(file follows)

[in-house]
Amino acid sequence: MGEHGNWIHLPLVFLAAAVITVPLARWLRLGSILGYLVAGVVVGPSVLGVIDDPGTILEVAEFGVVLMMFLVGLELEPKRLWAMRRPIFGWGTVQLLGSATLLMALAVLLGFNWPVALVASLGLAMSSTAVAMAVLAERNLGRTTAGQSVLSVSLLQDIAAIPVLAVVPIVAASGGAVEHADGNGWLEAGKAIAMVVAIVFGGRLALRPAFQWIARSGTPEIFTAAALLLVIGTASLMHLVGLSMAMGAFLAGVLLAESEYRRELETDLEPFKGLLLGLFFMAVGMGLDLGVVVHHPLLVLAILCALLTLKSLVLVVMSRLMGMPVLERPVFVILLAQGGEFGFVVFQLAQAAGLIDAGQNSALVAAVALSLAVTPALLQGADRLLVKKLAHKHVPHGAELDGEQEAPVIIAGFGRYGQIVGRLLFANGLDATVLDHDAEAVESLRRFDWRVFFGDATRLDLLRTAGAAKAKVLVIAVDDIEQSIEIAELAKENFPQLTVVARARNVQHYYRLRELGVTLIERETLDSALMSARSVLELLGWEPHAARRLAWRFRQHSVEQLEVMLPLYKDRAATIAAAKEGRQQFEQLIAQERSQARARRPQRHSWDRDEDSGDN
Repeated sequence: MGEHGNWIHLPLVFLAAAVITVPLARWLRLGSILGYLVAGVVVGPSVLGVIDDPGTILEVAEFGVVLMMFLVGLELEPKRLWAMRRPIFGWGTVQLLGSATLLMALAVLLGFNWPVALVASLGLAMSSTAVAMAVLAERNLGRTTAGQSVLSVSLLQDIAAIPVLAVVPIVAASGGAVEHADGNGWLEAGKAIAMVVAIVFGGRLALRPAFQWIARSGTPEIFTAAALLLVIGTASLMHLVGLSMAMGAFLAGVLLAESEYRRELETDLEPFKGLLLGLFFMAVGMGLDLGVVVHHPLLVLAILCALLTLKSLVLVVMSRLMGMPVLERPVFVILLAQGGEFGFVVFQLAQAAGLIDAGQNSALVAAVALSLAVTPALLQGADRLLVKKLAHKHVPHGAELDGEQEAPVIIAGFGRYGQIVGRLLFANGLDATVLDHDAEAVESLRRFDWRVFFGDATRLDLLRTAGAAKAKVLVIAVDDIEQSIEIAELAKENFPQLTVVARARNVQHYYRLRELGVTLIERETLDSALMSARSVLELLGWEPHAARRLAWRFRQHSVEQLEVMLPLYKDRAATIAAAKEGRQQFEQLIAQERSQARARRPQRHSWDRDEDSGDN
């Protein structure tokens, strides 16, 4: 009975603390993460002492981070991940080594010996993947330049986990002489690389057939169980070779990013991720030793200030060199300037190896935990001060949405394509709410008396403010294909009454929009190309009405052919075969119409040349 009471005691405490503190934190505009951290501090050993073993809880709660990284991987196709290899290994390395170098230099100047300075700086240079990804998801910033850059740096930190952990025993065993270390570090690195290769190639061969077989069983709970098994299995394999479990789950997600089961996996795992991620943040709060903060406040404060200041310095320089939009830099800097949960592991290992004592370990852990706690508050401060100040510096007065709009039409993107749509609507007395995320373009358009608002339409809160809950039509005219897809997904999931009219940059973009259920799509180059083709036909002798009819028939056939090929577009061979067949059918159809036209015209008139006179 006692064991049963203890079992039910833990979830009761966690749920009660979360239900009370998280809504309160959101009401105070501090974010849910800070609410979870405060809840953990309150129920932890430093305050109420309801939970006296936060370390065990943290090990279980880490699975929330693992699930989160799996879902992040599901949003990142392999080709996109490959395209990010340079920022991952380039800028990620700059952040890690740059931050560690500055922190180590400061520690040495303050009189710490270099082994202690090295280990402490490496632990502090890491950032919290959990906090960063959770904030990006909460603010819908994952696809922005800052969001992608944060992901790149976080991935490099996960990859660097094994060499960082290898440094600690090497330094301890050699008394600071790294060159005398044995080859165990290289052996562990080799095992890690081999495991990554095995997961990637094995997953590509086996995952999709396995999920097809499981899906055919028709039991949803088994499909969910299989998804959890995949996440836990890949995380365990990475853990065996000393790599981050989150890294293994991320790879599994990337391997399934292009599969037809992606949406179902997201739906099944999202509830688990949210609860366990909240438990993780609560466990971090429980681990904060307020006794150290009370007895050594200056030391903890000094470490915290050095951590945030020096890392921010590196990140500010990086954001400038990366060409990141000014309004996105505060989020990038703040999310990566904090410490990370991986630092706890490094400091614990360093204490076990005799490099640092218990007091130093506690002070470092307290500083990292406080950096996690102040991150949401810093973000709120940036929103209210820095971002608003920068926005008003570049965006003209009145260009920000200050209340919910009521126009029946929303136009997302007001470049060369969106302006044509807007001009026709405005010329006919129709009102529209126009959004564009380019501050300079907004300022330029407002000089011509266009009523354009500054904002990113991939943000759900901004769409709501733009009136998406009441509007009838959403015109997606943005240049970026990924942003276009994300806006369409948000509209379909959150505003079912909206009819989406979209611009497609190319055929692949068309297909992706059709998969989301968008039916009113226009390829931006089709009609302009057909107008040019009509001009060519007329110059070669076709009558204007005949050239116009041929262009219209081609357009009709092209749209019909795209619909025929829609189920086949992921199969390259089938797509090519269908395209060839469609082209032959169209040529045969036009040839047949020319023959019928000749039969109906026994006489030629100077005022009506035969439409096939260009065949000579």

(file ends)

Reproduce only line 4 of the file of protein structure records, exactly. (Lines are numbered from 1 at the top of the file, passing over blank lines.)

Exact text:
């Protein structure tokens, strides 16, 4: 009975603390993460002492981070991940080594010996993947330049986990002489690389057939169980070779990013991720030793200030060199300037190896935990001060949405394509709410008396403010294909009454929009190309009405052919075969119409040349 009471005691405490503190934190505009951290501090050993073993809880709660990284991987196709290899290994390395170098230099100047300075700086240079990804998801910033850059740096930190952990025993065993270390570090690195290769190639061969077989069983709970098994299995394999479990789950997600089961996996795992991620943040709060903060406040404060200041310095320089939009830099800097949960592991290992004592370990852990706690508050401060100040510096007065709009039409993107749509609507007395995320373009358009608002339409809160809950039509005219897809997904999931009219940059973009259920799509180059083709036909002798009819028939056939090929577009061979067949059918159809036209015209008139006179 006692064991049963203890079992039910833990979830009761966690749920009660979360239900009370998280809504309160959101009401105070501090974010849910800070609410979870405060809840953990309150129920932890430093305050109420309801939970006296936060370390065990943290090990279980880490699975929330693992699930989160799996879902992040599901949003990142392999080709996109490959395209990010340079920022991952380039800028990620700059952040890690740059931050560690500055922190180590400061520690040495303050009189710490270099082994202690090295280990402490490496632990502090890491950032919290959990906090960063959770904030990006909460603010819908994952696809922005800052969001992608944060992901790149976080991935490099996960990859660097094994060499960082290898440094600690090497330094301890050699008394600071790294060159005398044995080859165990290289052996562990080799095992890690081999495991990554095995997961990637094995997953590509086996995952999709396995999920097809499981899906055919028709039991949803088994499909969910299989998804959890995949996440836990890949995380365990990475853990065996000393790599981050989150890294293994991320790879599994990337391997399934292009599969037809992606949406179902997201739906099944999202509830688990949210609860366990909240438990993780609560466990971090429980681990904060307020006794150290009370007895050594200056030391903890000094470490915290050095951590945030020096890392921010590196990140500010990086954001400038990366060409990141000014309004996105505060989020990038703040999310990566904090410490990370991986630092706890490094400091614990360093204490076990005799490099640092218990007091130093506690002070470092307290500083990292406080950096996690102040991150949401810093973000709120940036929103209210820095971002608003920068926005008003570049965006003209009145260009920000200050209340919910009521126009029946929303136009997302007001470049060369969106302006044509807007001009026709405005010329006919129709009102529209126009959004564009380019501050300079907004300022330029407002000089011509266009009523354009500054904002990113991939943000759900901004769409709501733009009136998406009441509007009838959403015109997606943005240049970026990924942003276009994300806006369409948000509209379909959150505003079912909206009819989406979209611009497609190319055929692949068309297909992706059709998969989301968008039916009113226009390829931006089709009609302009057909107008040019009509001009060519007329110059070669076709009558204007005949050239116009041929262009219209081609357009009709092209749209019909795209619909025929829609189920086949992921199969390259089938797509090519269908395209060839469609082209032959169209040529045969036009040839047949020319023959019928000749039969109906026994006489030629100077005022009506035969439409096939260009065949000579």